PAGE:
‘Itchy feet’ doctor finds firm ground
‘‘I grew up in Dublin and as well as training there I worked as in intern 100 hours plus a week. I didn't have much of a life outside of work.’’
Doctor Gillian Kearon only meant to be in New Zealand for a year.
But not only has the 34-year-old general practitioner been living in the country for 10 years, the past 10 months in Cromwell, she became a citizen in December.
The Dublin-born GP moved to Cromwell in February with her partner and his two children, after getting ‘‘itchy feet’’.
‘‘Central Otago is awesome. When you come as a foreigner to New Zealand you hear about particular places attractive to live in. Nelson is on that list, and so is Central Otago.
‘‘When I lived in Nelson, I used to come to Queenstown to go skiing and take adventures to Central Otago and loved it. My part- ner is Irish and has two sons at Cromwell College and just finished a stonemason’s course. He became a citizen in 2012. It was a logical next step to become a citizen. I am just so lucky. I suppose it doesn’t make much difference, but it is an honour and a privilege. It’s nice.’’
She worked at Junction Health in Cromwell - which was vastly different to work back in Ireland.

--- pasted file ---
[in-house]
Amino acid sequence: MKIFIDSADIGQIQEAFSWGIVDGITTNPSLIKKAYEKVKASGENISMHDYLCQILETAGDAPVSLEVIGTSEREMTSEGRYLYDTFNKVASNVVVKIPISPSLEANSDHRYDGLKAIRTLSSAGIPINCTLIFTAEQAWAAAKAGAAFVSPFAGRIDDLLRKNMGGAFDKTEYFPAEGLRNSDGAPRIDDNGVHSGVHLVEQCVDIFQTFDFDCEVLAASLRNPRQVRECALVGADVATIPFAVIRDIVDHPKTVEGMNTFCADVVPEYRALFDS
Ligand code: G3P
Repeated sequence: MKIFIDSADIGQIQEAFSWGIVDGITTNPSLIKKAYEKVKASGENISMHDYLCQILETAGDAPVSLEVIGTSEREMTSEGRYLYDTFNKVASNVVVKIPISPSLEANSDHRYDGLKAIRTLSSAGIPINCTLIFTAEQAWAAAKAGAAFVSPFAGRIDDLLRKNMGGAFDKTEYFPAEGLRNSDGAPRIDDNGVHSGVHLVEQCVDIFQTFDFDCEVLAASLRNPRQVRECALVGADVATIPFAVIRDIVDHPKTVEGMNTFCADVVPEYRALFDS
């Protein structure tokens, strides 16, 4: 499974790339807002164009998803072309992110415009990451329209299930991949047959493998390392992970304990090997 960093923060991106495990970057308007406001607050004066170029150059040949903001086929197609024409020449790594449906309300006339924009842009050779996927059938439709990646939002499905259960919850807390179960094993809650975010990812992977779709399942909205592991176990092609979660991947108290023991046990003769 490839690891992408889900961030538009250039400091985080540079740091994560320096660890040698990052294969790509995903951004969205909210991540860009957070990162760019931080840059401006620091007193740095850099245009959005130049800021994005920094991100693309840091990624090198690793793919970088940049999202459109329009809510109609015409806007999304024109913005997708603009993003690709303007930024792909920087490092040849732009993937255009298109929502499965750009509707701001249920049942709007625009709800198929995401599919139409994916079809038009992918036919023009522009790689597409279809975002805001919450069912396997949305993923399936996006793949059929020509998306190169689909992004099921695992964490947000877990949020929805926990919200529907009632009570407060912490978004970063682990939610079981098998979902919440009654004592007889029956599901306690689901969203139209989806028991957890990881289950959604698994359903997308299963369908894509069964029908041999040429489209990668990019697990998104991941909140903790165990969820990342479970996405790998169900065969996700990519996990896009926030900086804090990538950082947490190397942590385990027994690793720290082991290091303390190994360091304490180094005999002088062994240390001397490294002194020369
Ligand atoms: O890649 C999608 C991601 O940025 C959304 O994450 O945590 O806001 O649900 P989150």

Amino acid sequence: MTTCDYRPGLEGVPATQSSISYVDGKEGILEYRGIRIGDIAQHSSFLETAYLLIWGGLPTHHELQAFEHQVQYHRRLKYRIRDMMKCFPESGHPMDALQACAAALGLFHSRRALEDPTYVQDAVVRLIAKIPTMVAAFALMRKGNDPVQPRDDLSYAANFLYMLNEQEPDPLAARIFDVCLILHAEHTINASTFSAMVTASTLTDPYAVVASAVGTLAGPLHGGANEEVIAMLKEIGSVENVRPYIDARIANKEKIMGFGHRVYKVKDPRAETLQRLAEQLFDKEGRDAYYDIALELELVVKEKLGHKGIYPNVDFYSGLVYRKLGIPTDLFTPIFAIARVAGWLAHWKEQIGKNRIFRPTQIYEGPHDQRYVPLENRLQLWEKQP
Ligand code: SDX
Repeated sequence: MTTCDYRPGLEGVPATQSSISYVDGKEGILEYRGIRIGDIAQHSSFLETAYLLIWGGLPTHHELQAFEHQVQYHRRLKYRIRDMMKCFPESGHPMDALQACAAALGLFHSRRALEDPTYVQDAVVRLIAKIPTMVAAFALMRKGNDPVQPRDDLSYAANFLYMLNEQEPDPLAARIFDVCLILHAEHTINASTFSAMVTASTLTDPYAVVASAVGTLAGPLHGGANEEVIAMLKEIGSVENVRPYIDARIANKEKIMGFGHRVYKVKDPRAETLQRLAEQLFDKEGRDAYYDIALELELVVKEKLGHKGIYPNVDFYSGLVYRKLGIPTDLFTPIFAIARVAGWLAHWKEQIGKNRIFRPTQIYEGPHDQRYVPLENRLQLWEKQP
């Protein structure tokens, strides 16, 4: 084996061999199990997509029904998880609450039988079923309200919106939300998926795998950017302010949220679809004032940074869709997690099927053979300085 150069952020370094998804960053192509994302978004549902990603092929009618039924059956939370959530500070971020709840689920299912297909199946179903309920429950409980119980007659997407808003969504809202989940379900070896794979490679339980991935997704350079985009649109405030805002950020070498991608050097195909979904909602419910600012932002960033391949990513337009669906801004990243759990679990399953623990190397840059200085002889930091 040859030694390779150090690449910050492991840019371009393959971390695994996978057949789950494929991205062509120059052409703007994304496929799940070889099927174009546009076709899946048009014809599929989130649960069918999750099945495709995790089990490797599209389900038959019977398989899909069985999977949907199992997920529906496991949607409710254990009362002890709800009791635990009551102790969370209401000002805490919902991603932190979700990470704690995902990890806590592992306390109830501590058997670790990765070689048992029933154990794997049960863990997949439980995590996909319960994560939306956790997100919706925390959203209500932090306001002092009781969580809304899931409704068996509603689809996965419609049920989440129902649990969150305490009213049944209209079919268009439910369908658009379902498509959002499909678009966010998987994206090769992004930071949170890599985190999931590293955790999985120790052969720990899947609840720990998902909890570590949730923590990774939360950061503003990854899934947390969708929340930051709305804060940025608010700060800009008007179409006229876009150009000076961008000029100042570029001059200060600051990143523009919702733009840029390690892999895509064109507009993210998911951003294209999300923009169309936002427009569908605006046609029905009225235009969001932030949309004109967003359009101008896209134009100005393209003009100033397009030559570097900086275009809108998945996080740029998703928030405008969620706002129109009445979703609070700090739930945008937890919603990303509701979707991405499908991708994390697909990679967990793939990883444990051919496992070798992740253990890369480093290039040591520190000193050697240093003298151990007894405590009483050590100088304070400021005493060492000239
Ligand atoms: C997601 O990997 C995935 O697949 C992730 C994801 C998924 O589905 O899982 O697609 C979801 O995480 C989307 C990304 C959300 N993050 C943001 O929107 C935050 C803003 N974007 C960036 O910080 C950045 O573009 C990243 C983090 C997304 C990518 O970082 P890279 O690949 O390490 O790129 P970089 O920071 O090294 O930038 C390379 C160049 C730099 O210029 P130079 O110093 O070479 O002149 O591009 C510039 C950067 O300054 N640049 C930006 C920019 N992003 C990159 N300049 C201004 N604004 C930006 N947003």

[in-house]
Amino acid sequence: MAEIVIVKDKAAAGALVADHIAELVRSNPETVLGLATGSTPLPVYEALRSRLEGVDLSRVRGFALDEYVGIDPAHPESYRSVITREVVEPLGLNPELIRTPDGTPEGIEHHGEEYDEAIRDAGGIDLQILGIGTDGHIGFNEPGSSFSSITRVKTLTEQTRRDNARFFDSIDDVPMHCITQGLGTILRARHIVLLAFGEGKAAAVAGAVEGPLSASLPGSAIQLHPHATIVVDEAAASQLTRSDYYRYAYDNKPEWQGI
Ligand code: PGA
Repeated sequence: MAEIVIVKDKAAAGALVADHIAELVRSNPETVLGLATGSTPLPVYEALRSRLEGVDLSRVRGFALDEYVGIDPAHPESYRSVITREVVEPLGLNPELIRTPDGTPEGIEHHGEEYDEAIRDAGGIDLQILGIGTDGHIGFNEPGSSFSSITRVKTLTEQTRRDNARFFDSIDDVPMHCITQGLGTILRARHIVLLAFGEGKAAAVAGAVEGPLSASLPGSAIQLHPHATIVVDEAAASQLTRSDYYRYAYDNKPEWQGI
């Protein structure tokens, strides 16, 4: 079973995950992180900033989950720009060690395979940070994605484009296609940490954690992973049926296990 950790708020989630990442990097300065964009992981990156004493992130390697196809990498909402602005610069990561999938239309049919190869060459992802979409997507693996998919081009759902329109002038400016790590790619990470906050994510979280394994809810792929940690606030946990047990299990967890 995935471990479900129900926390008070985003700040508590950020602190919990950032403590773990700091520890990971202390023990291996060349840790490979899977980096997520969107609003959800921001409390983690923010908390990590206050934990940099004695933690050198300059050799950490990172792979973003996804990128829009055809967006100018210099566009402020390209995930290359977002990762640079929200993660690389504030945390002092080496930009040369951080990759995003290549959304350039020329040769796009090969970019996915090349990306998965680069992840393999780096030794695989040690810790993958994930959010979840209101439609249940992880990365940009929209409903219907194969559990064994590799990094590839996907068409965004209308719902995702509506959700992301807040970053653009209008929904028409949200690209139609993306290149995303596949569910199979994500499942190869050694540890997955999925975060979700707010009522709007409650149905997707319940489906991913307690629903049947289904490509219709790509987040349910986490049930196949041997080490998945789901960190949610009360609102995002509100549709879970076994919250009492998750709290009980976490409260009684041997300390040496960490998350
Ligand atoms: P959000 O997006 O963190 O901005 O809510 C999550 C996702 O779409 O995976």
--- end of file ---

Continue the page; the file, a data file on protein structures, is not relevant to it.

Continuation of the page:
‘‘I grew up in Dublin and as well as training there I worked as in intern 100 hours plus a week. I didn’t have much of a life outside of work.
‘‘I contacted a friend in New Zealand who is also a doctor who said, ‘I only work 50 hours a week’. I only planned to come for a year but I loved it. New Zealand has been so welcoming and it is an absolute pleasure to work here. The summers are great too. I like the heat. It’s just a great outdoors life and nice healthy environment for the kids. I also like the proximity to Wanaka and Queenstown.
‘‘In Ireland it seems like a rat race. I always get itchy feet and worked as a GP locum moving around a lot. It’s nice to be in a job that is more permanent.’’
New Zealand’s health system, despite it’s flaws, was ‘‘quite fair’’.
‘‘In Ireland there is a huge divide between people who pay nothing and people who pay huge amounts for health care. Everyone in Ireland has to have health insurance. The public health system does look after people pretty well here.’’
The biggest challenge in Central Otago was access, because it was so far from Dunedin, she said.
‘‘As a rural GP in Cromwell I deal with a lot more than an urban GP - which is why I like living in Cromwell, because of those challenges.’’
She had mixed opinions about the after-hours GP service in Central Otago - the service involving Cromwell, Alexandra and Roxburgh that started in 2015.
‘‘It is good for everyone else except Cromwell because of the proximity. We are based in Clyde which is clearly not in the middle (of Alexandra and Cromwell).
‘‘Alexandra is a more of a hub of more qualified people...There is no emergency department here so GPs and ambulance have to work closely together.’’
Doctor Gillian Kearon, who hails from Ireland, has made Cromwell her home.